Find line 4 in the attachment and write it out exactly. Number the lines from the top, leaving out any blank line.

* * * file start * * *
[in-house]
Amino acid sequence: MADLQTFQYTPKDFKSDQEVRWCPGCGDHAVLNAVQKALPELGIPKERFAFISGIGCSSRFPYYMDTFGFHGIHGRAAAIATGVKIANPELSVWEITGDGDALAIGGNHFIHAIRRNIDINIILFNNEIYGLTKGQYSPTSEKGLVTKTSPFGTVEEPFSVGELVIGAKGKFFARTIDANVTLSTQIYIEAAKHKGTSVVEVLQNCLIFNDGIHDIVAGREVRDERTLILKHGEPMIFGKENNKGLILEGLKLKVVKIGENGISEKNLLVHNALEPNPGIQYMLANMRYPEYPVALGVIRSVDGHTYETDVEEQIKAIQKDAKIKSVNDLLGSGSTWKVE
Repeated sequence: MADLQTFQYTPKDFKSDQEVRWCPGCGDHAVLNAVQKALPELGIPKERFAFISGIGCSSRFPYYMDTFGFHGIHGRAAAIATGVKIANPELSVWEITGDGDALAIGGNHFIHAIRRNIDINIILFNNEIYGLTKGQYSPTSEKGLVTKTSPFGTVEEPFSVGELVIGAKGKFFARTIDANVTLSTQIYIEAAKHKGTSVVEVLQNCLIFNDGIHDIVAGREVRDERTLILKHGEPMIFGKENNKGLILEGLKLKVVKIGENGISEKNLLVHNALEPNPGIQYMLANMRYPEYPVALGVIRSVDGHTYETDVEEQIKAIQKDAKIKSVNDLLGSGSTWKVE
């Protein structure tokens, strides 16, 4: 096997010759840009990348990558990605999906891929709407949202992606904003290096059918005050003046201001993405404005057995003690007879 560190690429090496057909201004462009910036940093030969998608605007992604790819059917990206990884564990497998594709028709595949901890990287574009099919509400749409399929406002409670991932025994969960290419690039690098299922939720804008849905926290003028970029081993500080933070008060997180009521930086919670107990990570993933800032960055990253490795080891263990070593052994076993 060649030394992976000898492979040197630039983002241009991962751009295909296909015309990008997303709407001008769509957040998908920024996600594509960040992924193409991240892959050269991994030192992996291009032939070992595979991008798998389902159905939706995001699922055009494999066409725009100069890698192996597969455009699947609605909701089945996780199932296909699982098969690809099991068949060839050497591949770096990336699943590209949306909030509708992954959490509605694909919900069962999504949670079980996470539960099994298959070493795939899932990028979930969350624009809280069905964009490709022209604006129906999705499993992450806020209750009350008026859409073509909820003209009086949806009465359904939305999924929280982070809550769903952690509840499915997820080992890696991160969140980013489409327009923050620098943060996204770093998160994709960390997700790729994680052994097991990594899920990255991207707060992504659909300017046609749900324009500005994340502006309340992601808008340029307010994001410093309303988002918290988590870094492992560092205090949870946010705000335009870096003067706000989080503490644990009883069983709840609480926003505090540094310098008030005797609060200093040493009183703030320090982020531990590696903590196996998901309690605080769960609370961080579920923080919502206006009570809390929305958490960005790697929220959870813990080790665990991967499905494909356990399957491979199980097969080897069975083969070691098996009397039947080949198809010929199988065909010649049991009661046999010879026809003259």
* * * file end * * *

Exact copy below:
């Protein structure tokens, strides 16, 4: 096997010759840009990348990558990605999906891929709407949202992606904003290096059918005050003046201001993405404005057995003690007879 560190690429090496057909201004462009910036940093030969998608605007992604790819059917990206990884564990497998594709028709595949901890990287574009099919509400749409399929406002409670991932025994969960290419690039690098299922939720804008849905926290003028970029081993500080933070008060997180009521930086919670107990990570993933800032960055990253490795080891263990070593052994076993 060649030394992976000898492979040197630039983002241009991962751009295909296909015309990008997303709407001008769509957040998908920024996600594509960040992924193409991240892959050269991994030192992996291009032939070992595979991008798998389902159905939706995001699922055009494999066409725009100069890698192996597969455009699947609605909701089945996780199932296909699982098969690809099991068949060839050497591949770096990336699943590209949306909030509708992954959490509605694909919900069962999504949670079980996470539960099994298959070493795939899932990028979930969350624009809280069905964009490709022209604006129906999705499993992450806020209750009350008026859409073509909820003209009086949806009465359904939305999924929280982070809550769903952690509840499915997820080992890696991160969140980013489409327009923050620098943060996204770093998160994709960390997700790729994680052994097991990594899920990255991207707060992504659909300017046609749900324009500005994340502006309340992601808008340029307010994001410093309303988002918290988590870094492992560092205090949870946010705000335009870096003067706000989080503490644990009883069983709840609480926003505090540094310098008030005797609060200093040493009183703030320090982020531990590696903590196996998901309690605080769960609370961080579920923080919502206006009570809390929305958490960005790697929220959870813990080790665990991967499905494909356990399957491979199980097969080897069975083969070691098996009397039947080949198809010929199988065909010649049991009661046999010879026809003259």